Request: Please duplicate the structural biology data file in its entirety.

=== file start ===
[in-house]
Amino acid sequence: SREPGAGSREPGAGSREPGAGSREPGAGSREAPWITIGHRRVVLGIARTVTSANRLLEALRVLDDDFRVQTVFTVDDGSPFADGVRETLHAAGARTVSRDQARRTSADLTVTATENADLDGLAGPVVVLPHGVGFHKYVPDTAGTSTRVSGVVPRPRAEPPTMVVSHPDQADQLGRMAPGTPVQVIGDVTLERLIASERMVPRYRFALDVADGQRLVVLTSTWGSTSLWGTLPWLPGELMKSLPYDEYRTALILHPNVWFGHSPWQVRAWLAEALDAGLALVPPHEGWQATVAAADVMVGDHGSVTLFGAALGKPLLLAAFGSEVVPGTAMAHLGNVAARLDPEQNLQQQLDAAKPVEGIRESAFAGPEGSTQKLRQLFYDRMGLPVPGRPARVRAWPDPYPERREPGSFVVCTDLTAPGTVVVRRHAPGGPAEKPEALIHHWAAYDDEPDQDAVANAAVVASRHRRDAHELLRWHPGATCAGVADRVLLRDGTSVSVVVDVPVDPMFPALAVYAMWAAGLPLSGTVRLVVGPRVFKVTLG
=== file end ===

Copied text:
[in-house]
Amino acid sequence: SREPGAGSREPGAGSREPGAGSREPGAGSREAPWITIGHRRVVLGIARTVTSANRLLEALRVLDDDFRVQTVFTVDDGSPFADGVRETLHAAGARTVSRDQARRTSADLTVTATENADLDGLAGPVVVLPHGVGFHKYVPDTAGTSTRVSGVVPRPRAEPPTMVVSHPDQADQLGRMAPGTPVQVIGDVTLERLIASERMVPRYRFALDVADGQRLVVLTSTWGSTSLWGTLPWLPGELMKSLPYDEYRTALILHPNVWFGHSPWQVRAWLAEALDAGLALVPPHEGWQATVAAADVMVGDHGSVTLFGAALGKPLLLAAFGSEVVPGTAMAHLGNVAARLDPEQNLQQQLDAAKPVEGIRESAFAGPEGSTQKLRQLFYDRMGLPVPGRPARVRAWPDPYPERREPGSFVVCTDLTAPGTVVVRRHAPGGPAEKPEALIHHWAAYDDEPDQDAVANAAVVASRHRRDAHELLRWHPGATCAGVADRVLLRDGTSVSVVVDVPVDPMFPALAVYAMWAAGLPLSGTVRLVVGPRVFKVTLG